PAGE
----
There are a couple of problems  I see here. Mind you I may not understand it.I'm just doing my best in my little mine sweeper against his battle ship. First, "God could create the universe, but God could also choose not to create the universe. Thus, contrary to the claims of both the Leibnizian and kalam versions of the cosmological argument, the existence of the physical universe is more probable on N than on T." I think that would only be true if the universe is deterministic and had to be. We don't know that ,Moreover, we don't know why there is a universe. No reason to think the universe had to be. Davies says it didn't. [5] Cosmological arguments are optional. They are not mandatory so if it's a choice between God or the cosmological argument we can throw the argument away. But that's not necessary because the universe is not necessary.

2. The “Anti-Creation Ex Nihilo Argument”

This argument may be summarized as follows:

(1) Everything that had a beginning comes from pre-existing material.
(2) The universe had a beginning.(3) Therefore, the universe came from pre-existing material.Now I think it is far from certain that (2) is true. Let’s make a distinction between:(2a) The expansion/inflation of the universe had a beginning.and:
(2b) The universe itself had a beginning, viz., the universe began to exist.It appears that (2a) is accepted by the vast majority of cosmologists. So let’s assume not only that (2a) is true, but that we know (2a) is true with certainty. It doesn’t follow that (2b) is true. In fact, as far as I can tell, (2b) does not enjoy the same widespread consensus among cosmologists as (2a) does. So there is reasonable doubt about (2b). But (2), like its theistic counterpart in the kalam cosmological argument, requires that (2b) is true. Because there is reasonable doubt about (2b), there is also reasonable doubt about (2).
But what if both (1) and (2b) are true? In that case, it would follow that (3) is true. But (3) entails the universe was not created ex nihilo, viz., created from (absolute) nothing. The falsity of creation ex nihilo is entailed by N (and physical reality’s existence is factually necessary and uncreated), but extremely unlikely (if not impossible) on T (and physical reality was either created ex nihilo or created ex deo [out of the being of God]).

(1) if by "Material" we mean matter, p1 is fallacious. We don't know the cause of the universe.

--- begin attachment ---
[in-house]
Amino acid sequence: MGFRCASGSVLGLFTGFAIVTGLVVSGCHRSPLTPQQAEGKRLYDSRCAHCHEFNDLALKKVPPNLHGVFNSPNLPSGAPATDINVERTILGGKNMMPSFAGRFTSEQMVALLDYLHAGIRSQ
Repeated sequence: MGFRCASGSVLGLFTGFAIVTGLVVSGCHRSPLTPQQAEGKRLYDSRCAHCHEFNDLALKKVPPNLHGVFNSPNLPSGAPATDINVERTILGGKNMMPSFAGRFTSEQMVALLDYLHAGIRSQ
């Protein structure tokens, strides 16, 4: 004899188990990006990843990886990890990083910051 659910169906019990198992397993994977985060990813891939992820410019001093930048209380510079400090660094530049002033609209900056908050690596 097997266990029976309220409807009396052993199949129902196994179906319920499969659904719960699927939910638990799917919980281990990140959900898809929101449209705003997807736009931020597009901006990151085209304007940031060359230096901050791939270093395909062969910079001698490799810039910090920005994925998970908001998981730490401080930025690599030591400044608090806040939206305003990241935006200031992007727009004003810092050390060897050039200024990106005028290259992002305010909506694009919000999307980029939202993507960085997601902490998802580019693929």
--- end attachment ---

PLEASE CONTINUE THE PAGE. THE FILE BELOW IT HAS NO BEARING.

(2) fallacy of composition; just because all the individual bits are produced by matter that doesn't mean the whole is. 

We could also think about this argument in non  Christian ways, I'ts Christian doctrine that says creation is ex nihilo that does not mean that doctrine is necessary for all belief in God. Then it's just as matter of what we mean by natter, Is energy natter? We don't really know what matter is made of.[6] we don't know what the singularity was made of it may be that a naturalistic origination yield naturalism.

Don't forget to check out the comments where I answer a bunch of hsi 25 I'll do more next time.


[1]Jeff Lowder, "25 Lines of evidence Against st theism," Secular Outpost, (June 26,2016) online blog URL - See more at:

[2] "Faith" The Westminster Dictionary of Christian Theology,Philadelphia: Westkmnster [ress Alan Richardson and John Bowden ed. 1983

[3 ] Anthony Flew, A Dictionary of Philosophy,St. Martin's Griffin; Revised edition, 1984

[4], "Process, Theology,"  The Westminster Dictionary of Christian... op cit 467-468God is diboplar. What is real of God and not merely potential is in process.God is changing alomng with creation, That put's gpd cpomsequnt pol owthin the naturalistic peocess.
[5]First Things: Physics and the Mind of God: The Templeton Prize Address (1999)

[6] Joseph Hinman, "Can Science Really Prove The Basis of Modern Physics." Metacrock's Blog

MONDAY, FEBRUARY 01, 2016 access 6/27/16

Wednesday, June 22, 2016

Atheist Reduction of Knowledge to Science part 2

  photo schweitzer.jpg
Albert Schweitzer (1875-1965)
Foresaw the death of civilization

The problem is that among the forces gathered under the rubric “scientism” is a movement that seeks the abolition of humanity, that movement is “transhumanism.” In his article Lawler writes of how Wieseltier exposed Scientism as the major force seeking to destroy the arts and humanities and the crucial reasons why we must not allow this to happen. He speaks of transhumanism:

No one can deny, for example, that the movement known as transhumanism aims at “the abolition of man,” at the overcoming of the distinction between man and machine on pretty much the machine’s terms. Every competent scientist and humanist knows it will never achieve its goal, as Marxism never achieved anything like the “communism as the end of history” Marx fancifully described. But humanists are right to fear what can be lost on an ideological mission impossible.[1]

In fairness to transhumanists they see themselves as seeking to enhance human intellectual abilities. They point to the age old desire to mirror human life in after life as a wish for continuance; they also point to renaissance humanist classics such as Pico della Mirandola’s Oration on the Dignity of Man where he says “it will be in your power to descend to the lower, brutish forms of life; you will be able, through your own decision, to rise again to the superior orders whose life is divine.”[2] So they are not totally insensitive to humanist standards. Yet we know Picco was not a transhumanist. Bostrom begins reckoning their history from the 1920s (after trances his kindred spirits form caveman days to the Nietzsche) British biochemist J.B.S. Haldane published the essay Daedalous; or, Science and the future. That essay argued for the benefit of controlling our own genetics.[3] The term “transhuman” may have first been used by James Hughes in this 2004 work Citizen Cyborg: Why Democratic Societies Must Respond to the Redesigned Human of the Future.[4]